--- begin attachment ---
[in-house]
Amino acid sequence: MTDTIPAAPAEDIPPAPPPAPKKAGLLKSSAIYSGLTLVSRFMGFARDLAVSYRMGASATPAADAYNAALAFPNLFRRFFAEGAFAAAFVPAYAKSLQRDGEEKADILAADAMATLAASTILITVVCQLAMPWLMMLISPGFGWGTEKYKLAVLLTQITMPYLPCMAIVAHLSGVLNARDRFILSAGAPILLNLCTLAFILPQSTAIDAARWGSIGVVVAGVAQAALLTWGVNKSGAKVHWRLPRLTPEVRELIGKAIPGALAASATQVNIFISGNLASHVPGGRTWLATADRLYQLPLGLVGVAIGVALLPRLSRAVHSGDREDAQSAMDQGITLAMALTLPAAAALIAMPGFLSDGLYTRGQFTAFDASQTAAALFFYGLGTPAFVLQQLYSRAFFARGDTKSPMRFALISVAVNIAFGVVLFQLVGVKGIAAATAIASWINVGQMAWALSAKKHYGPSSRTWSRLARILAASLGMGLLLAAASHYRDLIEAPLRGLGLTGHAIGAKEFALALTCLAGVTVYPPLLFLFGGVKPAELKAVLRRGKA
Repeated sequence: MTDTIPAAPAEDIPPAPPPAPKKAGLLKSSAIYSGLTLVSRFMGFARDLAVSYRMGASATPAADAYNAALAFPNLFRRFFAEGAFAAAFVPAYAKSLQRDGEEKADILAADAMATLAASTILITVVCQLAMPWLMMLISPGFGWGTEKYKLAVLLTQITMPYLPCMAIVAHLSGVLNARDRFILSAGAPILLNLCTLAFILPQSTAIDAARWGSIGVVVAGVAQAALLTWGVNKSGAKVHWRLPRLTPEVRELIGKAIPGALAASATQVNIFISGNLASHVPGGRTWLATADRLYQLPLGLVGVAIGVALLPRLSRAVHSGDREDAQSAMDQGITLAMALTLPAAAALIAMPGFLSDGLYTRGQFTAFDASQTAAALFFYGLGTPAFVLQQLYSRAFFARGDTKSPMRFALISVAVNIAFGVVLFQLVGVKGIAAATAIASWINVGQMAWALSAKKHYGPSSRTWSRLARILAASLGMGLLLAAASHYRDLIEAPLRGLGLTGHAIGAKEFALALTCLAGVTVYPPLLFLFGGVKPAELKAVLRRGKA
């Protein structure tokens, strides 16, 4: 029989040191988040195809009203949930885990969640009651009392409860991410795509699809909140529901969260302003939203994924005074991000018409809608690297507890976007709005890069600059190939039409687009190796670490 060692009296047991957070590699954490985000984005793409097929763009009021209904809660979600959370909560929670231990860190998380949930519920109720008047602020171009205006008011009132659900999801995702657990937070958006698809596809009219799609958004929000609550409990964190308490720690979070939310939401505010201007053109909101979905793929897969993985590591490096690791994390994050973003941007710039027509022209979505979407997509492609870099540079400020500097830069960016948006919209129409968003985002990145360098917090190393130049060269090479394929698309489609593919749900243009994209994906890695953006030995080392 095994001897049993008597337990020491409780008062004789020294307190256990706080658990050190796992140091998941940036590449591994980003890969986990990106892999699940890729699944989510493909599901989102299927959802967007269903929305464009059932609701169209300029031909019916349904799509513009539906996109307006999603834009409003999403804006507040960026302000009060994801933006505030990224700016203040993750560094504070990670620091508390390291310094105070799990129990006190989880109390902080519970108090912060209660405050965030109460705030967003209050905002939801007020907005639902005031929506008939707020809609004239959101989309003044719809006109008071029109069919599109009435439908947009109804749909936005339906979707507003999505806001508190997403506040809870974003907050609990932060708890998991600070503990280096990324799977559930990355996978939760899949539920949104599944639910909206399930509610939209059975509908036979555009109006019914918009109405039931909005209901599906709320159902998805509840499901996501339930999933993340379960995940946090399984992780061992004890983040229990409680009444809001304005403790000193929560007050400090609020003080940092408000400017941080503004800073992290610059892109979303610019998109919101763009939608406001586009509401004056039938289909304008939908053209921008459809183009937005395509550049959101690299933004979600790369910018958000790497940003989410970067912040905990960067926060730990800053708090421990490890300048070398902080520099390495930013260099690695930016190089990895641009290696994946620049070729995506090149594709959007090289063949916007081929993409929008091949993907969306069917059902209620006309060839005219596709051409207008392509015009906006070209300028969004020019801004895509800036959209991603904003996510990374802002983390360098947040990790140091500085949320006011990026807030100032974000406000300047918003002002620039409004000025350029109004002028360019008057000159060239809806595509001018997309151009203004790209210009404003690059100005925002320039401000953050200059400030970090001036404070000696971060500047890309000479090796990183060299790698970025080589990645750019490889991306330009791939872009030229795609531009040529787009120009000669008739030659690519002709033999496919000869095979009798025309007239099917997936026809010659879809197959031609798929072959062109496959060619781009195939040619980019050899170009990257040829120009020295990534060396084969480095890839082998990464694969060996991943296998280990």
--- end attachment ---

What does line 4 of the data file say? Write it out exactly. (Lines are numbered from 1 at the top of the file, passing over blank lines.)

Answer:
């Protein structure tokens, strides 16, 4: 029989040191988040195809009203949930885990969640009651009392409860991410795509699809909140529901969260302003939203994924005074991000018409809608690297507890976007709005890069600059190939039409687009190796670490 060692009296047991957070590699954490985000984005793409097929763009009021209904809660979600959370909560929670231990860190998380949930519920109720008047602020171009205006008011009132659900999801995702657990937070958006698809596809009219799609958004929000609550409990964190308490720690979070939310939401505010201007053109909101979905793929897969993985590591490096690791994390994050973003941007710039027509022209979505979407997509492609870099540079400020500097830069960016948006919209129409968003985002990145360098917090190393130049060269090479394929698309489609593919749900243009994209994906890695953006030995080392 095994001897049993008597337990020491409780008062004789020294307190256990706080658990050190796992140091998941940036590449591994980003890969986990990106892999699940890729699944989510493909599901989102299927959802967007269903929305464009059932609701169209300029031909019916349904799509513009539906996109307006999603834009409003999403804006507040960026302000009060994801933006505030990224700016203040993750560094504070990670620091508390390291310094105070799990129990006190989880109390902080519970108090912060209660405050965030109460705030967003209050905002939801007020907005639902005031929506008939707020809609004239959101989309003044719809006109008071029109069919599109009435439908947009109804749909936005339906979707507003999505806001508190997403506040809870974003907050609990932060708890998991600070503990280096990324799977559930990355996978939760899949539920949104599944639910909206399930509610939209059975509908036979555009109006019914918009109405039931909005209901599906709320159902998805509840499901996501339930999933993340379960995940946090399984992780061992004890983040229990409680009444809001304005403790000193929560007050400090609020003080940092408000400017941080503004800073992290610059892109979303610019998109919101763009939608406001586009509401004056039938289909304008939908053209921008459809183009937005395509550049959101690299933004979600790369910018958000790497940003989410970067912040905990960067926060730990800053708090421990490890300048070398902080520099390495930013260099690695930016190089990895641009290696994946620049070729995506090149594709959007090289063949916007081929993409929008091949993907969306069917059902209620006309060839005219596709051409207008392509015009906006070209300028969004020019801004895509800036959209991603904003996510990374802002983390360098947040990790140091500085949320006011990026807030100032974000406000300047918003002002620039409004000025350029109004002028360019008057000159060239809806595509001018997309151009203004790209210009404003690059100005925002320039401000953050200059400030970090001036404070000696971060500047890309000479090796990183060299790698970025080589990645750019490889991306330009791939872009030229795609531009040529787009120009000669008739030659690519002709033999496919000869095979009798025309007239099917997936026809010659879809197959031609798929072959062109496959060619781009195939040619980019050899170009990257040829120009020295990534060396084969480095890839082998990464694969060996991943296998280990």